The dump cast is a strange-looking cast that can deposit an entire 12-foot leader into a 3-foot-wide Hula Hoop. To do it, move your hand through a wide, up-and-down arc on the final delivery to create a wide, high loop. Near the end of the cast, bring the rod tip down toward the water, causing the leader and fly to drop straight down instead of turning over (straightening out). This results in a lot of slack, almost all of which is in the leader and a little at the end of the line. (Lefty Kreh calls this simply the slack-leader cast.)
Think of the dump cast as regression in casting technique—it is similar to the deliveries new fly casters often make without trying.
The drawback to this cast is that it’s difficult to execute (accurately) in the wind because the high, slow delivery gives the breeze plenty of time to blow the fly off target. The cast also settles too slowly to be effective in fast water because the current begins pulling some of the slack out of the leader before the fly even lands. When fish are rising in slow to moderate current, however, the dump cast is one of the best ways to put slack in the leader.
A tug cast puts slack in the leader in breezy conditions or in tight situations where the high, open loop of the dump cast is impossible or impractical. To make a tug cast, cast low over the water with a tight loop during the final forward stroke. Use a little more line than necessary, as if you plan to overshoot the target.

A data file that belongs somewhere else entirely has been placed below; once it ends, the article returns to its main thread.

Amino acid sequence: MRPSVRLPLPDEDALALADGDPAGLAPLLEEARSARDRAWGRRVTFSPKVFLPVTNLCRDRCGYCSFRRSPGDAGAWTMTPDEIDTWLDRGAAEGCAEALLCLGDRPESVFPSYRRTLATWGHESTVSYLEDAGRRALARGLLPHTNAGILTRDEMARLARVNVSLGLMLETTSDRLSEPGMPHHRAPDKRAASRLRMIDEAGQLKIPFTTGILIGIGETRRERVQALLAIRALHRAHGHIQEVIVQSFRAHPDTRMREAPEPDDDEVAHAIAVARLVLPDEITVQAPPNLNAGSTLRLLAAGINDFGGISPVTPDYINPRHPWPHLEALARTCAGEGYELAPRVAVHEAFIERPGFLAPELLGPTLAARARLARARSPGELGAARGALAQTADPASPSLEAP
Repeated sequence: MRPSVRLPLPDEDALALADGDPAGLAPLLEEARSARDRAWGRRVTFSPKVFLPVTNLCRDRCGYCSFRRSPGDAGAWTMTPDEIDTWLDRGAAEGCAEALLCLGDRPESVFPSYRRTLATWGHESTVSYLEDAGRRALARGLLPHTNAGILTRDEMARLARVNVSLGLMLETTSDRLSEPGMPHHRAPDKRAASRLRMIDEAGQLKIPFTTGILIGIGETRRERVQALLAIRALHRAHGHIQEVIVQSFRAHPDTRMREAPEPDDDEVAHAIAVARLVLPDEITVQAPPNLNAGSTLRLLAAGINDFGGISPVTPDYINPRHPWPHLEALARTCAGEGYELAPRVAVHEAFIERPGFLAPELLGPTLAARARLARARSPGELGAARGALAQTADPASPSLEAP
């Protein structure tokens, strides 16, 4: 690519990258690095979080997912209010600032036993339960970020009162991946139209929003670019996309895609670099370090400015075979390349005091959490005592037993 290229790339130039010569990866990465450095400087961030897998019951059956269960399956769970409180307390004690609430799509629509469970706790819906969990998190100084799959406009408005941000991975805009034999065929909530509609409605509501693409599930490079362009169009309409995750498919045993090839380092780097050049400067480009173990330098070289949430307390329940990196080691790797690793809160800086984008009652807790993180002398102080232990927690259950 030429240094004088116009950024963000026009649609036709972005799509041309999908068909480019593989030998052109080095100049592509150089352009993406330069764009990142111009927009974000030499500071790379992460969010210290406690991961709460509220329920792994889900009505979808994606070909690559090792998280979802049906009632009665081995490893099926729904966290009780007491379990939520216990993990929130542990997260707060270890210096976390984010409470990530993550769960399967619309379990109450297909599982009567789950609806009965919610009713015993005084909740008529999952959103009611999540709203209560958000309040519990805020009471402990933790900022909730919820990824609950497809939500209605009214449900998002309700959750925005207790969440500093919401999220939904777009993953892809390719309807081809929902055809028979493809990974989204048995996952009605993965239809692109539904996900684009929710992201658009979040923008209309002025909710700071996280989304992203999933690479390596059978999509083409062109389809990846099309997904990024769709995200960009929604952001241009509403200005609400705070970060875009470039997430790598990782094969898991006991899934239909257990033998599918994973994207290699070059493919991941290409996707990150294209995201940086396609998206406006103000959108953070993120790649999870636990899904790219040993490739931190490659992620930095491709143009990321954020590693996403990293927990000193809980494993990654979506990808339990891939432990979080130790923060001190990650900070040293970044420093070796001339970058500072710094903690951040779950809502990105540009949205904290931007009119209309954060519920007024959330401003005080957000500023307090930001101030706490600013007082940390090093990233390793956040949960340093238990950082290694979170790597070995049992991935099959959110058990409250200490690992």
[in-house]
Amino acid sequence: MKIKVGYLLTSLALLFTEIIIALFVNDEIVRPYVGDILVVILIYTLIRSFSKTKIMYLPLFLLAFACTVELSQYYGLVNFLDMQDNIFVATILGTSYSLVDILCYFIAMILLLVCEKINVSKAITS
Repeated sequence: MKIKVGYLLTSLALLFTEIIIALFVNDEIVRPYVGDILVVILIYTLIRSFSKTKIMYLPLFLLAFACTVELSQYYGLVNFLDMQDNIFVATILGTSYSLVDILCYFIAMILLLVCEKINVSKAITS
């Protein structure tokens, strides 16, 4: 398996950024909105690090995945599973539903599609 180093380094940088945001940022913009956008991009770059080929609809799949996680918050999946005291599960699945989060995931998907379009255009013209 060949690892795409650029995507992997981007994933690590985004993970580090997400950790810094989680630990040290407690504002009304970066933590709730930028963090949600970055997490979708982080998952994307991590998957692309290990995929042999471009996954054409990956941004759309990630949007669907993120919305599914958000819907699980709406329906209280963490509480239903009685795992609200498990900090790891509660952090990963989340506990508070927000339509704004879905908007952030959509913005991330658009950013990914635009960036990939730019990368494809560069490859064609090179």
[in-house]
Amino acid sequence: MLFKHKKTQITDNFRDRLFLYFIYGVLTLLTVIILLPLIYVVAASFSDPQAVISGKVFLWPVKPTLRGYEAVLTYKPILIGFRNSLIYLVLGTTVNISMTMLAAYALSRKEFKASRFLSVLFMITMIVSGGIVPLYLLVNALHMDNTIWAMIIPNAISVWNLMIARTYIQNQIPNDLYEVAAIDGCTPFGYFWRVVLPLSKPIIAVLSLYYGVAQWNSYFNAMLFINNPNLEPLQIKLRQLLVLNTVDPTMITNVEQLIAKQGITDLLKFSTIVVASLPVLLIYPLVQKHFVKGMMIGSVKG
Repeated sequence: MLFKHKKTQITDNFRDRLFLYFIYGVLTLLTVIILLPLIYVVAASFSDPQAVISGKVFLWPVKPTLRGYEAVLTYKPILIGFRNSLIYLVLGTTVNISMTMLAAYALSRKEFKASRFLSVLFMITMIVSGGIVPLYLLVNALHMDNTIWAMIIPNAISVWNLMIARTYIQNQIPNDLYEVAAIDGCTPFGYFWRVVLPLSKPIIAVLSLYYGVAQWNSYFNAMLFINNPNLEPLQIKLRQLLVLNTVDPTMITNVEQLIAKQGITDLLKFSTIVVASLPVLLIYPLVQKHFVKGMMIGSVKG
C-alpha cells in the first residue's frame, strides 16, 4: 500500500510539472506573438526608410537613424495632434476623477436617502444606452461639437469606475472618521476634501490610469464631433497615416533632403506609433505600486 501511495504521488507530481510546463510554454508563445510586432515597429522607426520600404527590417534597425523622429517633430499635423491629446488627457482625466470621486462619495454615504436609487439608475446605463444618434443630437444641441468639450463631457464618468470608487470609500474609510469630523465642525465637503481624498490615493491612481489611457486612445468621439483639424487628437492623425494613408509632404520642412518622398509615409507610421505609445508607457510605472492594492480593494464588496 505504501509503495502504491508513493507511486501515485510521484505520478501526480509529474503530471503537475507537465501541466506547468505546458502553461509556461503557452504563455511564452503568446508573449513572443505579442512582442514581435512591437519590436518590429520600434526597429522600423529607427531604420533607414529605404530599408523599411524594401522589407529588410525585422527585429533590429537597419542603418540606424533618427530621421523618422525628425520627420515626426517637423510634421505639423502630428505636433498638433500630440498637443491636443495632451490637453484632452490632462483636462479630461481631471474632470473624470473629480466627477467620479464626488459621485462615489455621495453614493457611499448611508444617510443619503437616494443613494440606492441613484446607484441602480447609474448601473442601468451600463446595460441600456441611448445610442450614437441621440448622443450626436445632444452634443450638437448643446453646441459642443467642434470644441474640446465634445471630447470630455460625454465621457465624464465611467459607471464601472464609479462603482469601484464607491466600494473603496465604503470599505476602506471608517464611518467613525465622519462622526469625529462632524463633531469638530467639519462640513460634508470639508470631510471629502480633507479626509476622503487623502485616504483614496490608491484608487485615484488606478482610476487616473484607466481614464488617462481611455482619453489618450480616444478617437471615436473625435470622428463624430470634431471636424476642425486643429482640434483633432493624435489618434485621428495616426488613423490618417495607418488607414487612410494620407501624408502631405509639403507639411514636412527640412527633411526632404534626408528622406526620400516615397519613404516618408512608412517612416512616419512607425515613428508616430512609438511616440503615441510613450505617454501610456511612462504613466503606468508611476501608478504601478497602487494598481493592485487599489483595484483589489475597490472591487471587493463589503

Near the end of the cast, when you stop the rod and the line and leader are horizontal above the water, make a quick tug with your line hand. This makes the fly jump backward (toward you) a couple of feet before it settles on the water, and this shock or recoil creates slack in the leader.
The tug cast is more accurate and less affected by wind than the dump cast because it is low to the water. It also works better in tight quarters because it uses a low, narrow loop. It does not create as much slack in the leader as the dump cast.
Pocketwater Pile Cast
I’ve found that the best way to put slack into the leader in fast water is to drive the fly at the surface so it hits the water before the leader unrolls, leaving the fly and leader in a loose mess near the end of the fly line. I call it the pocketwater pile cast, but there are probably other names for it. It lands too hard for use in flat water and gets no points for artistic impression, but in turbulent water it works fine.
Dump casts and pocketwater pile casts are easiest to execute with heavily hackled dry flies (like a Wulff), which are air-resistant and don’t allow the leader to straighten completely.
Tug casts are best with more streamlined or downwing drys (like the Elk-hair Caddis) that you can fire directly at the water like a bullet.
There are also situations where combining these casts can solve drag problems. For example, when you are fishing into the tail of a pool from the riffle below, it’s difficult to get a good drag-free drift because the water where the line lands moves quicker than the water where the fly lands. The line immediately pulls the fly downstream faster than the current.
To solve this problem, there must be slack in the belly of the fly line as well as slack in the leader. Use a dump cast, and then add a few side-to-side waggles of the rod tip before the line settles to the water. This usually produces adequate slack in both places.
Jim McLennan is the author of Water Marks (Fusion Books, 2008) and Fly-Fishing Western Trout Streams (Stackpole Books, 2003). Jim and his wife Lynda own McLennan Fly-Fishing Schools (mclennanflyfishing.com).